Tobacco, health and trade rules

Malaysia is taking the lead on two fronts to prevent the use of trade and investment agreements from blocking anti-smoking measures, but will these initiatives succeed?

SMOKING cigarettes is the number one preventable cause of death. Six million people die each year from tobacco use and this number will rise to eight million by 2030, most of them in developing countries.

Almost 200 countries signed the World Health Organisation’s Tobacco Control Convention and are obliged to take measures to curb tobacco use.

But the industry has hit back. A big tobacco company, Philip Morris, has taken Uruguay and Australia to tribunals under bilateral investment treaties, claiming billions of dollars in compensation for the two countries’ measures to have big warning signs and small or no brand logos on cigarette packets.

Under trade agreements like the Trans-Pacific Partnership Agreement (TPPA), companies can similarly sue governments, claiming loss of profits resulting from policy measures. At the World Trade Organisation, cases are also being taken against countries for their tobacco control measures.

Now for the good news. Many governments are fighting back against the Big Tobacco onslaught, with Malaysia taking a lead role on two important fronts: the Tobacco Control Convention and the TPPA.

Malaysian non-governmental org­anisations such as the Ma­laysian Council for Tobacco Control and the Bantah coalition have linked up with government health and trade authorities to forge a position to exclude tobacco control measures from all the TPPA’s disciplines.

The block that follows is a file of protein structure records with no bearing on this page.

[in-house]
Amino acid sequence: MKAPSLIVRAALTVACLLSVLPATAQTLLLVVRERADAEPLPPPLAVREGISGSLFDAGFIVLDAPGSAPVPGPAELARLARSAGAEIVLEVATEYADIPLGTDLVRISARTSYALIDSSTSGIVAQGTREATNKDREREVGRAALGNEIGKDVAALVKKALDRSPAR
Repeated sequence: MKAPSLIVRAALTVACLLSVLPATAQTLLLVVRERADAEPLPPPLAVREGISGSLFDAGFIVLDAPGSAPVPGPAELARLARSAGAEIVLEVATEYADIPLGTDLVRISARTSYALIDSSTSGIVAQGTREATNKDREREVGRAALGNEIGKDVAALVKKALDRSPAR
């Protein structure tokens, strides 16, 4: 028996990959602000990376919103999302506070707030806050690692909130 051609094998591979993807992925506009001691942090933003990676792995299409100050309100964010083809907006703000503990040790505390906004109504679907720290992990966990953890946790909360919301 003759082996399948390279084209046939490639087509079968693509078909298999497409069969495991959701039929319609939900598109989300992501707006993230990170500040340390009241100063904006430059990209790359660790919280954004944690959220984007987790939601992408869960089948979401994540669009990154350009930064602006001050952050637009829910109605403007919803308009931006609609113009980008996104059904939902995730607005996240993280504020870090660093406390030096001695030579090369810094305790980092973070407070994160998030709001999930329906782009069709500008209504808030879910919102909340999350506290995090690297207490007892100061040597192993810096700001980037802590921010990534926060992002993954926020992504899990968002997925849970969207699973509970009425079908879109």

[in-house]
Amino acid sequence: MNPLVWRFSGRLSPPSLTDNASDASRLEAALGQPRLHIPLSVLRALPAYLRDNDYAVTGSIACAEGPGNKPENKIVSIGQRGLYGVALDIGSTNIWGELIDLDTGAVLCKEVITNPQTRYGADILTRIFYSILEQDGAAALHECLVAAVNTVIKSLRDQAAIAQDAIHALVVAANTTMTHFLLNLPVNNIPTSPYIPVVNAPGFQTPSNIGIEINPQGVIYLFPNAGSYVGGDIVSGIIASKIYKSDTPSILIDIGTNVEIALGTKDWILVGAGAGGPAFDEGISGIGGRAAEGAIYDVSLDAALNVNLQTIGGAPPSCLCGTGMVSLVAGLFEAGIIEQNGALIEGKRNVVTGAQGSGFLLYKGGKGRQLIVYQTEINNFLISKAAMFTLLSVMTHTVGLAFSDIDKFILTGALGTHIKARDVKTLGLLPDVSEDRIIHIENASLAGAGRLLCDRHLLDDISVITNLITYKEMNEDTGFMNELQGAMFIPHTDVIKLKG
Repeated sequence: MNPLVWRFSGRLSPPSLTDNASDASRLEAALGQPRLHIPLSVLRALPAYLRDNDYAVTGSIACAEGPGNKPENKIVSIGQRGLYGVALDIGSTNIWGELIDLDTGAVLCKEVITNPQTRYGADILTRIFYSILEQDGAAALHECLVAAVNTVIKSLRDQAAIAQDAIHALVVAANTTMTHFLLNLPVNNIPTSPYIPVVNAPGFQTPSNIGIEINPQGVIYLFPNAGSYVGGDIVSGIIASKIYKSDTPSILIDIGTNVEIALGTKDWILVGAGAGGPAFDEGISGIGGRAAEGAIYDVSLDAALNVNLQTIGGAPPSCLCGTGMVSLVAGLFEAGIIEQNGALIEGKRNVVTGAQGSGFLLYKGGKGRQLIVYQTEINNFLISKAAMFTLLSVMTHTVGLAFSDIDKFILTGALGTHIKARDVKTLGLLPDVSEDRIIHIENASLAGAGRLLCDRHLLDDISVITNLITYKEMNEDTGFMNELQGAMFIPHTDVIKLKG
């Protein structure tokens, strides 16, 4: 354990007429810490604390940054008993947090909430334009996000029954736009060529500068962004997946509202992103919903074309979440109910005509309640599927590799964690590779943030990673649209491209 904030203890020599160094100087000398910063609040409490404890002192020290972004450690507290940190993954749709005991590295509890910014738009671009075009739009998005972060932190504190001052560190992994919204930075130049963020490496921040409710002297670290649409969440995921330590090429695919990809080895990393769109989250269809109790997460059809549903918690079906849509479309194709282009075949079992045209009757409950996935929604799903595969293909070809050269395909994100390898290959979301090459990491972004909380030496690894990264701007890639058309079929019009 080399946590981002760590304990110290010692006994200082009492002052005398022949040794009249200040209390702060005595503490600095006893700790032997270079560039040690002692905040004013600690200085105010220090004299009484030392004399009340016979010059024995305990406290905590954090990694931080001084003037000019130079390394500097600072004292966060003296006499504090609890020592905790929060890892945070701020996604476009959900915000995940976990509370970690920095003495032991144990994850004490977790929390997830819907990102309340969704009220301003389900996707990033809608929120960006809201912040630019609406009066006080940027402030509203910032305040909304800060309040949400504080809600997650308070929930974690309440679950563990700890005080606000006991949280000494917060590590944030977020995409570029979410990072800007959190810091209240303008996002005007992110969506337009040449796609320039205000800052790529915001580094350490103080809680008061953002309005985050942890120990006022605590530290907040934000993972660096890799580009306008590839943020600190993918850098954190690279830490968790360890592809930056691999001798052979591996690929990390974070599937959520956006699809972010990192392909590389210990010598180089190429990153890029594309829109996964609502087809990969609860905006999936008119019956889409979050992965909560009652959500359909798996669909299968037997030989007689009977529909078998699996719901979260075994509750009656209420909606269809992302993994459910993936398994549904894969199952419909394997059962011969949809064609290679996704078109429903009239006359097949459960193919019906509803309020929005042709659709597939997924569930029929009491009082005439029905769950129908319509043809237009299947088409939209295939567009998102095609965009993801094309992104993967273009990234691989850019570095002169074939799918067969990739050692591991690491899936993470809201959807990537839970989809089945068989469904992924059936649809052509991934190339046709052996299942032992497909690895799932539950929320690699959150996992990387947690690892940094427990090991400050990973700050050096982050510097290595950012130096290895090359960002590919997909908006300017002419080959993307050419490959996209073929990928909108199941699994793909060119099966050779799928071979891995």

The Malaysian initiative won it bouquets from international health groups and theNew York Times published an editorial urging the United States to support it. Even attorneys-general of many states in the United States supported it.

However, reports indicate that the Malaysian position is not acceptable to the United States. The tobacco lobby is fighting hard and the United States is proposing a weaker kind of exclusion, which health groups view as inadequate.

Last week, Malaysia led a move at the Tobacco Control Convention’s Conference to thwart the tobacco industry’s use of trade and investment agreements to block anti-smoking measures.

Malaysia put forward a draft decision expressing concern with the tobacco industry’s use of trade and investment rules to undermine the implementation of the convention’s measures, and the dissipation of time and resources caused by the industry’s attempts to challenge governments’ tobacco control measures through these rules.

Malaysia proposed that the convention adopt four action points. The draft decision asked governments to explore options to prevent the industry from abusing trade and investment rules and to deal with tobacco products uniquely, in accordance with the convention, during trade negotiations.

The draft also requested governments to support efforts to exclude tobacco from trade and investment agreements, and asked the convention secretariat to produce a report on the impact of the trade rules and recommend mechanisms to safeguard tobacco-control measures.

It was the first time the convention had future trade and investment agreements on its agenda and the Malaysian proposal was the basis for discussion.

The proposal received widespread support, including from all countries in the South-East Asian and African regional groups, at the convention.